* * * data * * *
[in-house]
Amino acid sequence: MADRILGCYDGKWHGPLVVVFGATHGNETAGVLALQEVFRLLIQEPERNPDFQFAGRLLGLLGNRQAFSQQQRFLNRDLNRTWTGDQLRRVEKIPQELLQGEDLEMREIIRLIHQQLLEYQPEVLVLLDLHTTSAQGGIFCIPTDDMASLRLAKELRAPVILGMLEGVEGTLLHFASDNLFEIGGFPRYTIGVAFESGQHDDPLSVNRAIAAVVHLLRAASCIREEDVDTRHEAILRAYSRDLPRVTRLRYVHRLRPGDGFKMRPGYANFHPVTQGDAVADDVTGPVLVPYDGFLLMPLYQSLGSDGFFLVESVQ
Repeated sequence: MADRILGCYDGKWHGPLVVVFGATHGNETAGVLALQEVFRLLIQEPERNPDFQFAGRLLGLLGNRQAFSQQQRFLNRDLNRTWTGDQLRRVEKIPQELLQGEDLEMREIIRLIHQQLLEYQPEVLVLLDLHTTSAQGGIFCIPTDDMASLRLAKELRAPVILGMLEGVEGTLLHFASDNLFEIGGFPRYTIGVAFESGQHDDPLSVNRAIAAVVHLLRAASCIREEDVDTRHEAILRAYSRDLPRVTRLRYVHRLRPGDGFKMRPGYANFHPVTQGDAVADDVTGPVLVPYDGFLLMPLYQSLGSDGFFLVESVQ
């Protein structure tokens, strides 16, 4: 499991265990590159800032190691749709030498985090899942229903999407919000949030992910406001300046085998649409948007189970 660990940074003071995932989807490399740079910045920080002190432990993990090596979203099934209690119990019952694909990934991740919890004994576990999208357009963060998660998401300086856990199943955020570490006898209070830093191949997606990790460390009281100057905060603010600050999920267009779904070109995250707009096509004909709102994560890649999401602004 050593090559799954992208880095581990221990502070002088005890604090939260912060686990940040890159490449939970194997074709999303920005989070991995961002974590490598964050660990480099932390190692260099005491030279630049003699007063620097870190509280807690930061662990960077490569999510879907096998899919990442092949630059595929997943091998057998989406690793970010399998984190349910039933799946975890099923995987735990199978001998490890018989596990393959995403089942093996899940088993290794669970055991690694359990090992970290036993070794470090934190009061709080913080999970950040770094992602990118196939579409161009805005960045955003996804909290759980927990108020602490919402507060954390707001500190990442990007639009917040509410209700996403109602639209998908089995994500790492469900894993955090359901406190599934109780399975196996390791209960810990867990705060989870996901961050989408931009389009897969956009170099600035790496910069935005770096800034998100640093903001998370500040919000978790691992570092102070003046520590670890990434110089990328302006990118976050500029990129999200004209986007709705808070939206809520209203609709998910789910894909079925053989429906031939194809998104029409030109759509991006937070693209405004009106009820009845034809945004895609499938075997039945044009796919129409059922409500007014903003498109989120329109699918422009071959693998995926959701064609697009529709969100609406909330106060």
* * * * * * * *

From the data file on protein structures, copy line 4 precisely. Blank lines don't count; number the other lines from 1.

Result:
């Protein structure tokens, strides 16, 4: 499991265990590159800032190691749709030498985090899942229903999407919000949030992910406001300046085998649409948007189970 660990940074003071995932989807490399740079910045920080002190432990993990090596979203099934209690119990019952694909990934991740919890004994576990999208357009963060998660998401300086856990199943955020570490006898209070830093191949997606990790460390009281100057905060603010600050999920267009779904070109995250707009096509004909709102994560890649999401602004 050593090559799954992208880095581990221990502070002088005890604090939260912060686990940040890159490449939970194997074709999303920005989070991995961002974590490598964050660990480099932390190692260099005491030279630049003699007063620097870190509280807690930061662990960077490569999510879907096998899919990442092949630059595929997943091998057998989406690793970010399998984190349910039933799946975890099923995987735990199978001998490890018989596990393959995403089942093996899940088993290794669970055991690694359990090992970290036993070794470090934190009061709080913080999970950040770094992602990118196939579409161009805005960045955003996804909290759980927990108020602490919402507060954390707001500190990442990007639009917040509410209700996403109602639209998908089995994500790492469900894993955090359901406190599934109780399975196996390791209960810990867990705060989870996901961050989408931009389009897969956009170099600035790496910069935005770096800034998100640093903001998370500040919000978790691992570092102070003046520590670890990434110089990328302006990118976050500029990129999200004209986007709705808070939206809520209203609709998910789910894909079925053989429906031939194809998104029409030109759509991006937070693209405004009106009820009845034809945004895609499938075997039945044009796919129409059922409500007014903003498109989120329109699918422009071959693998995926959701064609697009529709969100609406909330106060």